Stresses of the COVID-19 pandemic led to disturbed ovulation, finds study

Life disruptions and the stress of the COVID-19 pandemic have led to disrupted ovulation with reduced progesterone cycle duration or levels, according to research presented Sunday at ENDO 2022, the Endocrine Society’s annual meeting in Atlanta, Ga.

The study was the first to observe ovulatory disturbances without the disruption of the menstrual cycle during the pandemic.

These silent ovulatory disturbances likely explain why so many women not using hormonal forms of birth control have reported having early or unexpected periods in the days following a COVID-19 vaccination.”

Jerilynn C. Prior, MD, FRCPC, Professor of Endocrinology, University of British Columbia

Prior and colleagues compared two independent, similarly designed studies 13 years apart: the Menstruation Ovulation Study (MOS), conducted in a group of 301 women from 2006-2008, and MOS2, which studied 112 women during the pandemic. Both studies included menstruating women aged 19-35 years who were not taking systemic or combined hormonal contraceptives.

The first MOS was used as a control to compare with the MOS2 cohort’s experiences during the pandemic. All participants in both studies answered a comprehensive health, reproductive and lifestyle questionnaire and were asked to keep a daily diary of their menstrual cycles and general life experiences.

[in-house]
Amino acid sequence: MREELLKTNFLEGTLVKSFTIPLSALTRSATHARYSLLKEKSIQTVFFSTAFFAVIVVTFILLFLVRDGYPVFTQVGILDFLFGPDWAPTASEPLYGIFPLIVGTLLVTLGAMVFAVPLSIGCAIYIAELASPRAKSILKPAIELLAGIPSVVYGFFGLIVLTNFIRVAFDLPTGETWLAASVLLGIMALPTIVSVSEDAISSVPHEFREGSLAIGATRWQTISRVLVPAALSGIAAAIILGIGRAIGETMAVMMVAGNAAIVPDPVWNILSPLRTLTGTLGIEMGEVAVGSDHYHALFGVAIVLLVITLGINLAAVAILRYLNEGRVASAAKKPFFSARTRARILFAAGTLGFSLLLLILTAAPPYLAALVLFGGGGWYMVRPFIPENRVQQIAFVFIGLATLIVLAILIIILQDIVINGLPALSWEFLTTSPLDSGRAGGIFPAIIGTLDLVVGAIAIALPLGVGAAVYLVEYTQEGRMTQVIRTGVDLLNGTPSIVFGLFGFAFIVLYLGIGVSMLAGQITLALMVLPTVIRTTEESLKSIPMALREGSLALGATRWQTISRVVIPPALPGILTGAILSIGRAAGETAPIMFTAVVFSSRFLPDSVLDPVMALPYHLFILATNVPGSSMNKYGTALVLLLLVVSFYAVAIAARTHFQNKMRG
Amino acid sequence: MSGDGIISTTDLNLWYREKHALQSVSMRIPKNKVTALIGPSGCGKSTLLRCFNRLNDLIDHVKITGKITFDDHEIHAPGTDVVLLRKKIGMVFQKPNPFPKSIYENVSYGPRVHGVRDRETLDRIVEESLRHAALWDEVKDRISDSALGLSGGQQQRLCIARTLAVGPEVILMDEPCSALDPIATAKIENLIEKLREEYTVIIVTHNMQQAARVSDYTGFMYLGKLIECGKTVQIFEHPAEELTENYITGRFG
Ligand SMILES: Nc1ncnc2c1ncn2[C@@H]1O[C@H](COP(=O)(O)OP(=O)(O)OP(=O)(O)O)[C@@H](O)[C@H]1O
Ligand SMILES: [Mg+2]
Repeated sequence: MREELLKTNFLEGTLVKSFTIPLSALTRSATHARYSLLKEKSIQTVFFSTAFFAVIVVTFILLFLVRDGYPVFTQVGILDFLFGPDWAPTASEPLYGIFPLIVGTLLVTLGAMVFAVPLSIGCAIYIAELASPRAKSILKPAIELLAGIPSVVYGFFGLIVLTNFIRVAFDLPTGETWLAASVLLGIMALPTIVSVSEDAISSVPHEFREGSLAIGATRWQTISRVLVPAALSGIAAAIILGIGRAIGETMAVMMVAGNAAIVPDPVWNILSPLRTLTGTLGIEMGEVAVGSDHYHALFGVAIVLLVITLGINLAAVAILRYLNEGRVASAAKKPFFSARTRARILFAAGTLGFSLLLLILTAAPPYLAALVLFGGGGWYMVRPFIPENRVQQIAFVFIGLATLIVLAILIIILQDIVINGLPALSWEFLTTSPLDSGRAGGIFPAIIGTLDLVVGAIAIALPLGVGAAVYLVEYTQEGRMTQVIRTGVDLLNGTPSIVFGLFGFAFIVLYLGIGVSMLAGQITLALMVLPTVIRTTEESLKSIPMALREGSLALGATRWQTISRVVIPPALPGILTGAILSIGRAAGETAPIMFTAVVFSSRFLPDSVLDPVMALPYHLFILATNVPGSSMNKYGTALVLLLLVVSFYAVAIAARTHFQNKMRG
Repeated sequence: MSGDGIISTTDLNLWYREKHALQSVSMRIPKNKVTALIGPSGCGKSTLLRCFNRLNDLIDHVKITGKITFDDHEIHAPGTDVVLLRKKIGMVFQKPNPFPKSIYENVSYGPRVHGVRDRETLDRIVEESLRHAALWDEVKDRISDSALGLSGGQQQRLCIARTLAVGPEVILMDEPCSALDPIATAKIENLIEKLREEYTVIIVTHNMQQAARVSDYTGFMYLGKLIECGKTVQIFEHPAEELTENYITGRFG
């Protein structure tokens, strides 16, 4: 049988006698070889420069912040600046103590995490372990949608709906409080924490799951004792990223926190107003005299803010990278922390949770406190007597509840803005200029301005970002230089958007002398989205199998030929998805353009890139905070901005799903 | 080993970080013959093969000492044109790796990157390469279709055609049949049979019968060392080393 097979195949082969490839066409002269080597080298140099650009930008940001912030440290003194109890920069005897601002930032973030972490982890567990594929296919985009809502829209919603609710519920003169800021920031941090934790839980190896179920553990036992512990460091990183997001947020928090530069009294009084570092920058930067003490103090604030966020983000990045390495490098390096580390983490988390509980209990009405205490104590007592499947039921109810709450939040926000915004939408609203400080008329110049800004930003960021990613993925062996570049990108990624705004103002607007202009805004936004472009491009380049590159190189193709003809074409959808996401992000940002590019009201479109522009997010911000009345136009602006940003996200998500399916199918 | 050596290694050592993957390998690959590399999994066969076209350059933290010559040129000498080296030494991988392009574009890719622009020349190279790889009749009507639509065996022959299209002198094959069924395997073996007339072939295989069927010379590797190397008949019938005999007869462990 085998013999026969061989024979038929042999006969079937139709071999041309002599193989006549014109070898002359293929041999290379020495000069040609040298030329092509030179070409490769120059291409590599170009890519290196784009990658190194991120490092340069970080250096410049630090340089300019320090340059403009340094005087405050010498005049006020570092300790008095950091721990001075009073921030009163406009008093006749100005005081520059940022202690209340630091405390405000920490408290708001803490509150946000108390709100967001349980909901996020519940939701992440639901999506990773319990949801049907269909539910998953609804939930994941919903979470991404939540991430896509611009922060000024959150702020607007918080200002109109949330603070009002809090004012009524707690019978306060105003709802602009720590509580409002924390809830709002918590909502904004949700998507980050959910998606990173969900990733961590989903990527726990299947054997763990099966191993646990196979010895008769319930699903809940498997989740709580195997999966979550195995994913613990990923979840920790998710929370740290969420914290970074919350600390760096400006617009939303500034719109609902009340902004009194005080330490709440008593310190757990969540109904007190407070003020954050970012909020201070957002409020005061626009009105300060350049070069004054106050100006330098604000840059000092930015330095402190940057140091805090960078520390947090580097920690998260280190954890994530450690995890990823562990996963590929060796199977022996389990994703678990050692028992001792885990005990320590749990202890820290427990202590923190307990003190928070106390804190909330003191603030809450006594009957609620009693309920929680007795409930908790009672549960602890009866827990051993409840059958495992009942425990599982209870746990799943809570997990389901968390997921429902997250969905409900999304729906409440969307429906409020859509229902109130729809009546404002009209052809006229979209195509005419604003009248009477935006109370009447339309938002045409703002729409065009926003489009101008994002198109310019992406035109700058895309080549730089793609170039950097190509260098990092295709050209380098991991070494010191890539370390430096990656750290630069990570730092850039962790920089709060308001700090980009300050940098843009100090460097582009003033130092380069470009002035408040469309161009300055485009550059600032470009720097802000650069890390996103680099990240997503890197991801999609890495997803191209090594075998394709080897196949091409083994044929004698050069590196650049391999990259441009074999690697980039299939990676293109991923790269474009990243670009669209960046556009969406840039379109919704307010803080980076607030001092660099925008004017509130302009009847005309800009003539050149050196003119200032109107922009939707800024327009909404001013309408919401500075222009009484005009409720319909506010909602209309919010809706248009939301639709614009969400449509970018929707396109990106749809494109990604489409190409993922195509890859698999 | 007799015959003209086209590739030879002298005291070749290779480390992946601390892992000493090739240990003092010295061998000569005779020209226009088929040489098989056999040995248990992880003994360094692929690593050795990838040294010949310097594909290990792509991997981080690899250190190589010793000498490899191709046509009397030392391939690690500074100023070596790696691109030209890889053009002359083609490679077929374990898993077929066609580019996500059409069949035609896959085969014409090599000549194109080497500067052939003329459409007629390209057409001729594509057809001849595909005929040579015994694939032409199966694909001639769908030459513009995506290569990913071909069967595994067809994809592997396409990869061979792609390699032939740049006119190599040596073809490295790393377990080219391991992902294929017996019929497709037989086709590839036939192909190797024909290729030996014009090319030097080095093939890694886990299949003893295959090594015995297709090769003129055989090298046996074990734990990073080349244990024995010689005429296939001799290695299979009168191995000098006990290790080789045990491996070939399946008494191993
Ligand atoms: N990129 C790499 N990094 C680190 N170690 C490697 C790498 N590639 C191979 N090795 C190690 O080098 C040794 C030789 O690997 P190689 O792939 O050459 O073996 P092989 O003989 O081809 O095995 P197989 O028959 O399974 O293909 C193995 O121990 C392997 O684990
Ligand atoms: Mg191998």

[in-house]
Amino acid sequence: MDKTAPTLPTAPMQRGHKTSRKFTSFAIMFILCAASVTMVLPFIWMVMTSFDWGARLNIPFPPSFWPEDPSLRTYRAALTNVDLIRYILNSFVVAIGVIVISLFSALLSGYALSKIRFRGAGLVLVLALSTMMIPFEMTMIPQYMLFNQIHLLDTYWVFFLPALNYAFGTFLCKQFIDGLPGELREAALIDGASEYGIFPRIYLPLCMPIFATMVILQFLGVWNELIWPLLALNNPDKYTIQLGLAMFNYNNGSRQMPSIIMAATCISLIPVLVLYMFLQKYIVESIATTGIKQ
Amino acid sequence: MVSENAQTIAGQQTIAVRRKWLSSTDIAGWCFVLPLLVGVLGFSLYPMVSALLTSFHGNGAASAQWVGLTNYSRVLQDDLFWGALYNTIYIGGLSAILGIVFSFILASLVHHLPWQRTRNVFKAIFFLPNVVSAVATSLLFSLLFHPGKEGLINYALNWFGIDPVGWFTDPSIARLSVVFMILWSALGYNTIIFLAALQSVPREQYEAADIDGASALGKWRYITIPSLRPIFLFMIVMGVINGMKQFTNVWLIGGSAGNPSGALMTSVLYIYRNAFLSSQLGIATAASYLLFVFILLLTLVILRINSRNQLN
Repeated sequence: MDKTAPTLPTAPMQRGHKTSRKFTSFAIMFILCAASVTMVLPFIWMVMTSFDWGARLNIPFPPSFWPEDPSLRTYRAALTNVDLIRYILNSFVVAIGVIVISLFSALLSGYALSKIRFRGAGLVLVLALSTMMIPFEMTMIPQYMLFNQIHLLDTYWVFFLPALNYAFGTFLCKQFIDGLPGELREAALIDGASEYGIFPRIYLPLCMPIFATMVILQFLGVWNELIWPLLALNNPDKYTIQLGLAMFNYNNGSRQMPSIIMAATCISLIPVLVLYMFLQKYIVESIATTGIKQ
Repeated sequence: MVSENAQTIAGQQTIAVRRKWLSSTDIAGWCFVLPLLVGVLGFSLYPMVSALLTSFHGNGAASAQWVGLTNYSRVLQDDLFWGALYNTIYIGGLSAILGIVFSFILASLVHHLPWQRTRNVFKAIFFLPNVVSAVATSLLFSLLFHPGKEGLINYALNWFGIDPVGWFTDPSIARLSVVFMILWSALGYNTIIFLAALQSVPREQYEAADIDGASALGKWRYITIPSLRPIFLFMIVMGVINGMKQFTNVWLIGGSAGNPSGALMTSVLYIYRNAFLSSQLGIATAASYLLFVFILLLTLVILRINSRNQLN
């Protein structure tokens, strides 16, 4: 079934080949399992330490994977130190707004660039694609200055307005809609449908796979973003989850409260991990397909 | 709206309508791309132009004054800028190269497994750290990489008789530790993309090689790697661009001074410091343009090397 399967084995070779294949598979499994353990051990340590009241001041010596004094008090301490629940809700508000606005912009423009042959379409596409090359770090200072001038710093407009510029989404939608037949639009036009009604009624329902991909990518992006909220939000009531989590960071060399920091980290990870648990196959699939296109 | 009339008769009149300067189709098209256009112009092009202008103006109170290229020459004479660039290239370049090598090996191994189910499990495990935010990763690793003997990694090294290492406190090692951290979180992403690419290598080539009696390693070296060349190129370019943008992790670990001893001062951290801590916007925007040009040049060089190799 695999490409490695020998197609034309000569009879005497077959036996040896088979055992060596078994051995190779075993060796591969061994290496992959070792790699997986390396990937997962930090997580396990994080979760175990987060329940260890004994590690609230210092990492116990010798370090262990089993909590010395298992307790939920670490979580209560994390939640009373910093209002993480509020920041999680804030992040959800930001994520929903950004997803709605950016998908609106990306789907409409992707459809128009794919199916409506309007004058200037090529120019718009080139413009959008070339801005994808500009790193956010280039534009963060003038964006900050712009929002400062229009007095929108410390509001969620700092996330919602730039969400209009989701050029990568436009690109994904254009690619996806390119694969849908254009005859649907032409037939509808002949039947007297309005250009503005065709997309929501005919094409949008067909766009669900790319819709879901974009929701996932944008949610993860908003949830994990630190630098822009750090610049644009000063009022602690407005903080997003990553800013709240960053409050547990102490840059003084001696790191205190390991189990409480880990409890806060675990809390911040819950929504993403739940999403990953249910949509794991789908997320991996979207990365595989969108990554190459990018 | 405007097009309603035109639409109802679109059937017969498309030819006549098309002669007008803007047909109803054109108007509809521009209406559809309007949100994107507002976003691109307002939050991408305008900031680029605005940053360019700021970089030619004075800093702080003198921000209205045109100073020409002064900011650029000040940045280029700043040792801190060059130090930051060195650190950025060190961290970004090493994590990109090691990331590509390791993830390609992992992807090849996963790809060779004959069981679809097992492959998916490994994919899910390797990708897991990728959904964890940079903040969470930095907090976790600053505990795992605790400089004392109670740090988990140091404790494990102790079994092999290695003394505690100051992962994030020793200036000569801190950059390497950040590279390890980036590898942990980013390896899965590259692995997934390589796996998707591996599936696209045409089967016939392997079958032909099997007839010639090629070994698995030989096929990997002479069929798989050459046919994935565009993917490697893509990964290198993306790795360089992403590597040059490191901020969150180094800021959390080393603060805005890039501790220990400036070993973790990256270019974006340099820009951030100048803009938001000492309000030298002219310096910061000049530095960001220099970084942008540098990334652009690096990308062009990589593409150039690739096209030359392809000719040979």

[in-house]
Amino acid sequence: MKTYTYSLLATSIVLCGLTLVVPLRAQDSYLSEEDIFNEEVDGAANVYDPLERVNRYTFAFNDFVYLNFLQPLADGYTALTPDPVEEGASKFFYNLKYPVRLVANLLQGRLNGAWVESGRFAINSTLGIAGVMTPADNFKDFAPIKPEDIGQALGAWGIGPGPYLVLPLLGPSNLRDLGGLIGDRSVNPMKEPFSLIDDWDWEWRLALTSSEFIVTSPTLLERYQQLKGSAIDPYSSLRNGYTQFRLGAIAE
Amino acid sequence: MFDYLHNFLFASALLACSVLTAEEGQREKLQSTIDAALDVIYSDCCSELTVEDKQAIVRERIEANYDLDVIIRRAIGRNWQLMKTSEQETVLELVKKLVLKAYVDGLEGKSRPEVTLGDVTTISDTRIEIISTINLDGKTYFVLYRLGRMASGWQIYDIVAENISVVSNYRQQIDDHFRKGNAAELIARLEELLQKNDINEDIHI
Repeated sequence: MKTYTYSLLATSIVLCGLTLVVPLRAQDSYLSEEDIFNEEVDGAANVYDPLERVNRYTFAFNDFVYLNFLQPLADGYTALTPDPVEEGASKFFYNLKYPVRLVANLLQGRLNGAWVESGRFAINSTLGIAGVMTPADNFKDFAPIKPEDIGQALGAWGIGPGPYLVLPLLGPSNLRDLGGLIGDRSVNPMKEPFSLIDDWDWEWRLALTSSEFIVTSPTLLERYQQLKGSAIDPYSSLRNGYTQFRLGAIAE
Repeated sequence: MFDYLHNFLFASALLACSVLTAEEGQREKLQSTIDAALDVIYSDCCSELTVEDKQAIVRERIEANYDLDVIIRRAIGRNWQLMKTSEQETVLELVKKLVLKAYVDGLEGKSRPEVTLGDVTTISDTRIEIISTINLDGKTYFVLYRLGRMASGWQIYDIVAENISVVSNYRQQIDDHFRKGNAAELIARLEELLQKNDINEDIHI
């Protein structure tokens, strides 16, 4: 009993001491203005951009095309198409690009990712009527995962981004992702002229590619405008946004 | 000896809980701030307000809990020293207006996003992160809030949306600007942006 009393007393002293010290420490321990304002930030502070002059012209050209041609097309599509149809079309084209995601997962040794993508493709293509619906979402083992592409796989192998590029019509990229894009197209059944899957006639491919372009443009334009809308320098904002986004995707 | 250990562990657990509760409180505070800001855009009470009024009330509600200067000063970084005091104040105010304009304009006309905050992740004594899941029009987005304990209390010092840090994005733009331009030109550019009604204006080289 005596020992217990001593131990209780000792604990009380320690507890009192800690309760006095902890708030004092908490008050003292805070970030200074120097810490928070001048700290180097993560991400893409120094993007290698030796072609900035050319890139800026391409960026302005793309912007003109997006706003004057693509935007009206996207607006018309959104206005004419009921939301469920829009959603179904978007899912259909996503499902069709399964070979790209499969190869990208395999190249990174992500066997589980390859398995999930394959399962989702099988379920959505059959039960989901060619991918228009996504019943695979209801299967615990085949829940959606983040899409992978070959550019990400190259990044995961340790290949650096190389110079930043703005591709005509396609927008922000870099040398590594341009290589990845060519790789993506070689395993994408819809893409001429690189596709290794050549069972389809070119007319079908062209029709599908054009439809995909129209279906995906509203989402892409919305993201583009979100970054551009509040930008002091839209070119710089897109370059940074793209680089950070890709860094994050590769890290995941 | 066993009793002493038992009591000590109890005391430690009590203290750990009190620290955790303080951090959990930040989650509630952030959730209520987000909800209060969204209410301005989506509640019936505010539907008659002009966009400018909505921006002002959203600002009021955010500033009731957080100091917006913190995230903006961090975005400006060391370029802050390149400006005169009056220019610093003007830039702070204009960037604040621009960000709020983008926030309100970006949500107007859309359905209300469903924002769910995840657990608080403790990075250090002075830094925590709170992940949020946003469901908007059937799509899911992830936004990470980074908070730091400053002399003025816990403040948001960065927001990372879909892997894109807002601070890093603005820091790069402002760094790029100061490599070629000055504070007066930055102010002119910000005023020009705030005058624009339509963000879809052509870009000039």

For MOS2, ovulation was documented using a validated quantitative basal temperature. Researchers will confirm MOS2 hormonal characteristics using salivary progesterone levels. For the MOS cohort, the researchers assessed ovulation by measuring urinary progesterone levels.

Almost two out of three women who participated in the study during COVID-19 did not ovulate normally, Prior said. The women experienced either short luteal phases, in which an egg was released without enough time from ovulation for pregnancy, or anovulation, meaning no egg was released at all.

In comparison, the MOS study found that only 10 percent of women experienced ovulatory disorders. The MOS2 and MOS studies showed similar body weights, body mass index values, and menstrual cycle and flow lengths. Thus, the women in MOS2 did not experience any obvious signs of reproductive disruption.

Menstrual cycle diary© analyzes for MOS2 showed significantly increased anxiety, depression, frustration, (overall negative moods), perceived external stress, sleep problems, and headache compared to MOS.

“By comparing the two studies, and especially their daily diaries, we can conclude that the SARS-CoV2 pandemic life disturbances cause silent ovulatory disturbances within mostly regular menstrual cycles – providing a unique experiment of nature,” said Prior.

Related Posts